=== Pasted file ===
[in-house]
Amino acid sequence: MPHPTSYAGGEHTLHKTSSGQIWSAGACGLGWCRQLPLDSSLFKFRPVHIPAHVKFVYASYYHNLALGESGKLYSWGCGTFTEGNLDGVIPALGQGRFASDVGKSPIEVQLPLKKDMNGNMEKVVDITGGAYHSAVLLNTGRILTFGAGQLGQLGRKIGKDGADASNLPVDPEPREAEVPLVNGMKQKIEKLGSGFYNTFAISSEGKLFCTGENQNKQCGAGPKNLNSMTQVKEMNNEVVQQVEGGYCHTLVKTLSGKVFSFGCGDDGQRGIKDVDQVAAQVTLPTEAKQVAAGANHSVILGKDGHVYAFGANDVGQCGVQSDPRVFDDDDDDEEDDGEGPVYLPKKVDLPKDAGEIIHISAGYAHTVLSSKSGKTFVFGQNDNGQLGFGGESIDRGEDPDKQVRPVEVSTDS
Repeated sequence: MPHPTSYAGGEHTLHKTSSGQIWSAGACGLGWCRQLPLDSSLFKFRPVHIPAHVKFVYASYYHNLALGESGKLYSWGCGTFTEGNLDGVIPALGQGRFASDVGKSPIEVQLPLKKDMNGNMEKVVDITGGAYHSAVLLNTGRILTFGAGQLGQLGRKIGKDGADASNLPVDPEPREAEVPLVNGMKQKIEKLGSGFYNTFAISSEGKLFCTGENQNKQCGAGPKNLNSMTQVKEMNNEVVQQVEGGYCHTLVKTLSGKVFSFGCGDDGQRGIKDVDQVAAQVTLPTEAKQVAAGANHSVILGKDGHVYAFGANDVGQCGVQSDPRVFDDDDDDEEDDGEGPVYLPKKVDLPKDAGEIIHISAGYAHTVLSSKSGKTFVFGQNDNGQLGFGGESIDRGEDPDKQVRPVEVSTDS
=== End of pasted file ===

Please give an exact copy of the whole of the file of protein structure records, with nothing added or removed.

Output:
[in-house]
Amino acid sequence: MPHPTSYAGGEHTLHKTSSGQIWSAGACGLGWCRQLPLDSSLFKFRPVHIPAHVKFVYASYYHNLALGESGKLYSWGCGTFTEGNLDGVIPALGQGRFASDVGKSPIEVQLPLKKDMNGNMEKVVDITGGAYHSAVLLNTGRILTFGAGQLGQLGRKIGKDGADASNLPVDPEPREAEVPLVNGMKQKIEKLGSGFYNTFAISSEGKLFCTGENQNKQCGAGPKNLNSMTQVKEMNNEVVQQVEGGYCHTLVKTLSGKVFSFGCGDDGQRGIKDVDQVAAQVTLPTEAKQVAAGANHSVILGKDGHVYAFGANDVGQCGVQSDPRVFDDDDDDEEDDGEGPVYLPKKVDLPKDAGEIIHISAGYAHTVLSSKSGKTFVFGQNDNGQLGFGGESIDRGEDPDKQVRPVEVSTDS
Repeated sequence: MPHPTSYAGGEHTLHKTSSGQIWSAGACGLGWCRQLPLDSSLFKFRPVHIPAHVKFVYASYYHNLALGESGKLYSWGCGTFTEGNLDGVIPALGQGRFASDVGKSPIEVQLPLKKDMNGNMEKVVDITGGAYHSAVLLNTGRILTFGAGQLGQLGRKIGKDGADASNLPVDPEPREAEVPLVNGMKQKIEKLGSGFYNTFAISSEGKLFCTGENQNKQCGAGPKNLNSMTQVKEMNNEVVQQVEGGYCHTLVKTLSGKVFSFGCGDDGQRGIKDVDQVAAQVTLPTEAKQVAAGANHSVILGKDGHVYAFGANDVGQCGVQSDPRVFDDDDDDEEDDGEGPVYLPKKVDLPKDAGEIIHISAGYAHTVLSSKSGKTFVFGQNDNGQLGFGGESIDRGEDPDKQVRPVEVSTDS